Construction areas require extra precaution from not only the workers on site, but also pedestrians, motorists and other passers-by who might not recognize the potential safety hazards until an accident occurs.

Every year, a multitude of injuries and many fatalities are directly attributed to construction site incidents involving heavy equipment, falling debris, trips and falls, and more. Many of these accidents could have been avoided through proper awareness and the application of all site safety procedures.

Construction sites are usually in close proximity to areas where the public operates. This is especially true at Fort Lee where many projects neighbor active work areas, troop barracks, lodging facilities and family housing.

Installation motorists and pedestrians should always exercise caution when in the vicinity of construction sites. Be aware that dangers exist within the boundaries of the site itself as well as the immediate area around the perimeter. The hazards include overhead crane operations, large and cumbersome vehicles, traffic in and out of the site, broken or removed curbs or sidewalks, large holes, muddy areas that could be slippery, contractors working near or in the street, and excessive noise and dust that could affect hearing or visibility.

Common sense can prevent injury and save lives. Always assume a construction site is active even if it is quiet or appears to be vacant. Do not bypass fencing, signage or other physical barriers that warn unauthorized individuals to stay out (by doing so, individuals may be guilty of trespassing and creating legal liabilities for the government and contractor). Parents should talk to their children to make sure they're aware of the danger and restrictions, as well. Even those passing by a construction site should slow down and watch for potential hazards.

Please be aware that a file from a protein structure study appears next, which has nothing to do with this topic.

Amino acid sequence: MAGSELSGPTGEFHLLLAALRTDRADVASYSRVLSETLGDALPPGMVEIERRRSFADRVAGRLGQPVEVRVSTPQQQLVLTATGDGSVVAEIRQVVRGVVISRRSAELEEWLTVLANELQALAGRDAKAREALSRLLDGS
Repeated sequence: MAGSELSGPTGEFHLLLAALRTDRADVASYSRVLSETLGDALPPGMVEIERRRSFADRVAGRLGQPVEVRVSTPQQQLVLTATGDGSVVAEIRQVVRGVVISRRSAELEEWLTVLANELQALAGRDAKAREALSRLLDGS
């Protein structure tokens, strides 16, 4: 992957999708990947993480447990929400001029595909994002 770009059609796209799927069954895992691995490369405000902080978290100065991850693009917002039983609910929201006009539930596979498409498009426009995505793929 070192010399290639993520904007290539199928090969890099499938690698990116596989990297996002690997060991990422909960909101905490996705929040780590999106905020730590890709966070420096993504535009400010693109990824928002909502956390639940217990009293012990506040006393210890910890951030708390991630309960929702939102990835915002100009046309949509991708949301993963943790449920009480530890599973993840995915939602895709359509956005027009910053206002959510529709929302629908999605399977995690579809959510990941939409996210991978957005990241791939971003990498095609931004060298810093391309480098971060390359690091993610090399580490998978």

Some of the construction areas that Fort Lee community members should be aware of include the following:

• The Ordnance Training Support Facility construction near the corner of Shop Road and 22nd Street. Work will continue through mid-April. Possible dangers include heavy equipment and digging operations, large vehicles entering and exiting the site, uneven ground and closed sidewalks.

• New 23rd Quartermaster Brigade headquarters building, barracks and dining facility between A and B avenues, near 12th and 16th streets. Work will continue through mid-December. Possible dangers include overhead crane operations, heavy equipment and digging operations, large vehicles entering and exiting areas, uneven ground and closed sidewalks. Pedestrians should watch for tripping and falling hazards and take necessary precautions to avoid being struck by a vehicle if they step out into the road.

• Fort Lee Marine Detachment Headquarters build near the intersection of Mahone and Lee avenues. Work projected to continue through mid-December. Possible dangers include heavy equipment and digging operations, large vehicles entering and exiting the site, uneven ground and closed sidewalks.

• Access control point upgrades and modifications at all gates throughout the installation. Projects will continue through mid-December. Dangers associated with lane closures and traffic congestion, as well as the movement of construction vehicles and digging operations. Caution is especially encouraged during workday commuting and lunchtime hours when traffic is heaviest. Slow down and watch for workers in the road.

In addition to the above construction sites, the Fort Lee community should be aware of limited visibility during hours of darkness along C Avenue, between the Regimental Community Center and Soldier Support Center; Sisisky Avenue, from Battle Drive to B Avenue; and along A Avenue, from Trenton Drive to 40th Street. These areas are not lit by street lights. Motorists should be cautious and pedestrians should make sure they can be seen by wearing appropriate reflective clothing and/or using a flashlight.

Safety is everyone's business. Contact the Installation Safety Office at (804) 765-3130 to report any public hazard or safety concern, no matter how minor you think it may be.